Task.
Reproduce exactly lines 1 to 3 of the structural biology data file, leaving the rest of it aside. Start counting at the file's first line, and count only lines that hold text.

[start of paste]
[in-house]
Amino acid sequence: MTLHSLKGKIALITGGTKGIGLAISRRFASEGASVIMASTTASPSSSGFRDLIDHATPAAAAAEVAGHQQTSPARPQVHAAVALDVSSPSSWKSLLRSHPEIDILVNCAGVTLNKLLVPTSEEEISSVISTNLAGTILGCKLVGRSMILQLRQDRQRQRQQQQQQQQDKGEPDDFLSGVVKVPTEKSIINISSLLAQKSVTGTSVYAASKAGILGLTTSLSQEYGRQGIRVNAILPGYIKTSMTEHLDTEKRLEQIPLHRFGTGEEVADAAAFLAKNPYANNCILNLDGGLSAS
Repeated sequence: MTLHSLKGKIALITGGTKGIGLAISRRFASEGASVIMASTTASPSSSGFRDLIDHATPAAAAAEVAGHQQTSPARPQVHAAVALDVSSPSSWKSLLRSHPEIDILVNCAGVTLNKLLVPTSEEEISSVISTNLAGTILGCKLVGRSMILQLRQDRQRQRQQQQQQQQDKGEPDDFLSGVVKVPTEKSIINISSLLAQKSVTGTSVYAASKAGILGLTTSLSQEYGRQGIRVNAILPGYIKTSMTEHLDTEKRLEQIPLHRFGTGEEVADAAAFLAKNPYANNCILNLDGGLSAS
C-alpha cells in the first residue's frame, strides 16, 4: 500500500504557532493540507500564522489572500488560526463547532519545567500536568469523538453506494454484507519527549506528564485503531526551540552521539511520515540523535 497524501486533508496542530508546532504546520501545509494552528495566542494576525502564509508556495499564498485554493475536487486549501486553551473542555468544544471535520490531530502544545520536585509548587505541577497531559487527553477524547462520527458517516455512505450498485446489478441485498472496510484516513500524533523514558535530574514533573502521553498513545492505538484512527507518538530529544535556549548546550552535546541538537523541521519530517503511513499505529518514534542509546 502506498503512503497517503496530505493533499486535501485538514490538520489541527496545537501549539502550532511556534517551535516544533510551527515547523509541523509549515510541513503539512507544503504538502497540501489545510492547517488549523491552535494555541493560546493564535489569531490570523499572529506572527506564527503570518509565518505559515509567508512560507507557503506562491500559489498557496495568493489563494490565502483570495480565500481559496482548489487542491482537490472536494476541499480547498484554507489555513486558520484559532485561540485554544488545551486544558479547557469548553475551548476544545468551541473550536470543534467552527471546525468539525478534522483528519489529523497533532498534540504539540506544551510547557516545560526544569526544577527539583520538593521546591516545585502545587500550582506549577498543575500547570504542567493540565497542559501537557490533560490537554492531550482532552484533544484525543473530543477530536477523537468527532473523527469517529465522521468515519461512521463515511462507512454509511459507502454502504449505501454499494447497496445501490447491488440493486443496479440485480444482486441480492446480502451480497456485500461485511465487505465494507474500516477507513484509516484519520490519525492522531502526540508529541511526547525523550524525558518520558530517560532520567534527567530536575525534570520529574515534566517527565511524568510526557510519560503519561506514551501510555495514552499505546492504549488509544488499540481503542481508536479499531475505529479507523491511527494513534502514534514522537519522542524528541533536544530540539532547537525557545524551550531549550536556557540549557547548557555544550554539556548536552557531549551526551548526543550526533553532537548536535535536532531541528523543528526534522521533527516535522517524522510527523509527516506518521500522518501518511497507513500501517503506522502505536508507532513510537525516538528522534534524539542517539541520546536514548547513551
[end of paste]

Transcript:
[in-house]
Amino acid sequence: MTLHSLKGKIALITGGTKGIGLAISRRFASEGASVIMASTTASPSSSGFRDLIDHATPAAAAAEVAGHQQTSPARPQVHAAVALDVSSPSSWKSLLRSHPEIDILVNCAGVTLNKLLVPTSEEEISSVISTNLAGTILGCKLVGRSMILQLRQDRQRQRQQQQQQQQDKGEPDDFLSGVVKVPTEKSIINISSLLAQKSVTGTSVYAASKAGILGLTTSLSQEYGRQGIRVNAILPGYIKTSMTEHLDTEKRLEQIPLHRFGTGEEVADAAAFLAKNPYANNCILNLDGGLSAS
Repeated sequence: MTLHSLKGKIALITGGTKGIGLAISRRFASEGASVIMASTTASPSSSGFRDLIDHATPAAAAAEVAGHQQTSPARPQVHAAVALDVSSPSSWKSLLRSHPEIDILVNCAGVTLNKLLVPTSEEEISSVISTNLAGTILGCKLVGRSMILQLRQDRQRQRQQQQQQQQDKGEPDDFLSGVVKVPTEKSIINISSLLAQKSVTGTSVYAASKAGILGLTTSLSQEYGRQGIRVNAILPGYIKTSMTEHLDTEKRLEQIPLHRFGTGEEVADAAAFLAKNPYANNCILNLDGGLSAS